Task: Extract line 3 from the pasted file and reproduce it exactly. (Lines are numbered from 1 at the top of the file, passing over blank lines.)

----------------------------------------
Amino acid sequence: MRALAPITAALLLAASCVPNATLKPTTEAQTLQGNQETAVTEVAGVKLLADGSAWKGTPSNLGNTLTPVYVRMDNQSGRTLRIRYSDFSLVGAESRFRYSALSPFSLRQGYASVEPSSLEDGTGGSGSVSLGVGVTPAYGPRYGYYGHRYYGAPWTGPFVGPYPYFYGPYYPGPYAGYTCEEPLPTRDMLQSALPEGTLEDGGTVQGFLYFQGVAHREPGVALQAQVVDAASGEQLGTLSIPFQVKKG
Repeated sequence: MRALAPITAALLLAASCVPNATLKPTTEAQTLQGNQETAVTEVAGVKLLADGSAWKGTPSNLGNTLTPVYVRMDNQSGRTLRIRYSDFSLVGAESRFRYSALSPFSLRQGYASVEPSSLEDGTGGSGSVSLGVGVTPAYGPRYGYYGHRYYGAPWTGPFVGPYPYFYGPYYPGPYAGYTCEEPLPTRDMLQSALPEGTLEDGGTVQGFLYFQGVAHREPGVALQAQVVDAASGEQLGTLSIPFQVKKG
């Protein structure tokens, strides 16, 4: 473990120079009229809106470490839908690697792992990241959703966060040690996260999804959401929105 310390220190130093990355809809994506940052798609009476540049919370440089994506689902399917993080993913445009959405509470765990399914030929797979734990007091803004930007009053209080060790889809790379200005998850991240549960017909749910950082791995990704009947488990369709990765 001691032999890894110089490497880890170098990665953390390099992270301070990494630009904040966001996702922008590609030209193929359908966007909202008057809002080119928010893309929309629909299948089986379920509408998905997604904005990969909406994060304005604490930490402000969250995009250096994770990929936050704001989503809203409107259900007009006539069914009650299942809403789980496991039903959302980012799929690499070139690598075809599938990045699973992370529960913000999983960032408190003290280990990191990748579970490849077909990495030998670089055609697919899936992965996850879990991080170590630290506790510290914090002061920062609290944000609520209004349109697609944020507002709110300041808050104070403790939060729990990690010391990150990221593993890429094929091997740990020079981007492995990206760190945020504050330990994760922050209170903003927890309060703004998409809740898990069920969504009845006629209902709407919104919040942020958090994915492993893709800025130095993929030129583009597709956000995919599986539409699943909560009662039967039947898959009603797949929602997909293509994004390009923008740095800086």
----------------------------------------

């Protein structure tokens, strides 16, 4: 473990120079009229809106470490839908690697792992990241959703966060040690996260999804959401929105 310390220190130093990355809809994506940052798609009476540049919370440089994506689902399917993080993913445009959405509470765990399914030929797979734990007091803004930007009053209080060790889809790379200005998850991240549960017909749910950082791995990704009947488990369709990765 001691032999890894110089490497880890170098990665953390390099992270301070990494630009904040966001996702922008590609030209193929359908966007909202008057809002080119928010893309929309629909299948089986379920509408998905997604904005990969909406994060304005604490930490402000969250995009250096994770990929936050704001989503809203409107259900007009006539069914009650299942809403789980496991039903959302980012799929690499070139690598075809599938990045699973992370529960913000999983960032408190003290280990990191990748579970490849077909990495030998670089055609697919899936992965996850879990991080170590630290506790510290914090002061920062609290944000609520209004349109697609944020507002709110300041808050104070403790939060729990990690010391990150990221593993890429094929091997740990020079981007492995990206760190945020504050330990994760922050209170903003927890309060703004998409809740898990069920969504009845006629209902709407919104919040942020958090994915492993893709800025130095993929030129583009597709956000995919599986539409699943909560009662039967039947898959009603797949929602997909293509994004390009923008740095800086």